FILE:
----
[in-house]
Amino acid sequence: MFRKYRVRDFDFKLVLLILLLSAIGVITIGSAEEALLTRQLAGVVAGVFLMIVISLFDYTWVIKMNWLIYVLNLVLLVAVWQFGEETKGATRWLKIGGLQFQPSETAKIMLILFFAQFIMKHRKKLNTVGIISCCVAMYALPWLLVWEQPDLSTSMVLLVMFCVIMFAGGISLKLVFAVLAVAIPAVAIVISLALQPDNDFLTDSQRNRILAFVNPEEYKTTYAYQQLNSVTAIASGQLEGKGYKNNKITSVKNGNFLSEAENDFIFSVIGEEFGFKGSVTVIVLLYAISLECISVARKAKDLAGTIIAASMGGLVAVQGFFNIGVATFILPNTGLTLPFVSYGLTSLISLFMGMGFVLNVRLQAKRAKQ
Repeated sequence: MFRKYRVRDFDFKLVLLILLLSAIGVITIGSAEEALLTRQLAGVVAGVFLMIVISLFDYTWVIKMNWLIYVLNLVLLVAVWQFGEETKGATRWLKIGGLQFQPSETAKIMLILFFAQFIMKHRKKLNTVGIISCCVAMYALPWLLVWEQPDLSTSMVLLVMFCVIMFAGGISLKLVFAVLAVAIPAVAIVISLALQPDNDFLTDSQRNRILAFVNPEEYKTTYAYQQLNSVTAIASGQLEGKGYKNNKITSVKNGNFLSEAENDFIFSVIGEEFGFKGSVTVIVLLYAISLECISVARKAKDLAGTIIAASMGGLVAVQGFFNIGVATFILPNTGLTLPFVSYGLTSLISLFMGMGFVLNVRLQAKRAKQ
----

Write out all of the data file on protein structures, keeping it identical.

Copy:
[in-house]
Amino acid sequence: MFRKYRVRDFDFKLVLLILLLSAIGVITIGSAEEALLTRQLAGVVAGVFLMIVISLFDYTWVIKMNWLIYVLNLVLLVAVWQFGEETKGATRWLKIGGLQFQPSETAKIMLILFFAQFIMKHRKKLNTVGIISCCVAMYALPWLLVWEQPDLSTSMVLLVMFCVIMFAGGISLKLVFAVLAVAIPAVAIVISLALQPDNDFLTDSQRNRILAFVNPEEYKTTYAYQQLNSVTAIASGQLEGKGYKNNKITSVKNGNFLSEAENDFIFSVIGEEFGFKGSVTVIVLLYAISLECISVARKAKDLAGTIIAASMGGLVAVQGFFNIGVATFILPNTGLTLPFVSYGLTSLISLFMGMGFVLNVRLQAKRAKQ
Repeated sequence: MFRKYRVRDFDFKLVLLILLLSAIGVITIGSAEEALLTRQLAGVVAGVFLMIVISLFDYTWVIKMNWLIYVLNLVLLVAVWQFGEETKGATRWLKIGGLQFQPSETAKIMLILFFAQFIMKHRKKLNTVGIISCCVAMYALPWLLVWEQPDLSTSMVLLVMFCVIMFAGGISLKLVFAVLAVAIPAVAIVISLALQPDNDFLTDSQRNRILAFVNPEEYKTTYAYQQLNSVTAIASGQLEGKGYKNNKITSVKNGNFLSEAENDFIFSVIGEEFGFKGSVTVIVLLYAISLECISVARKAKDLAGTIIAASMGGLVAVQGFFNIGVATFILPNTGLTLPFVSYGLTSLISLFMGMGFVLNVRLQAKRAKQ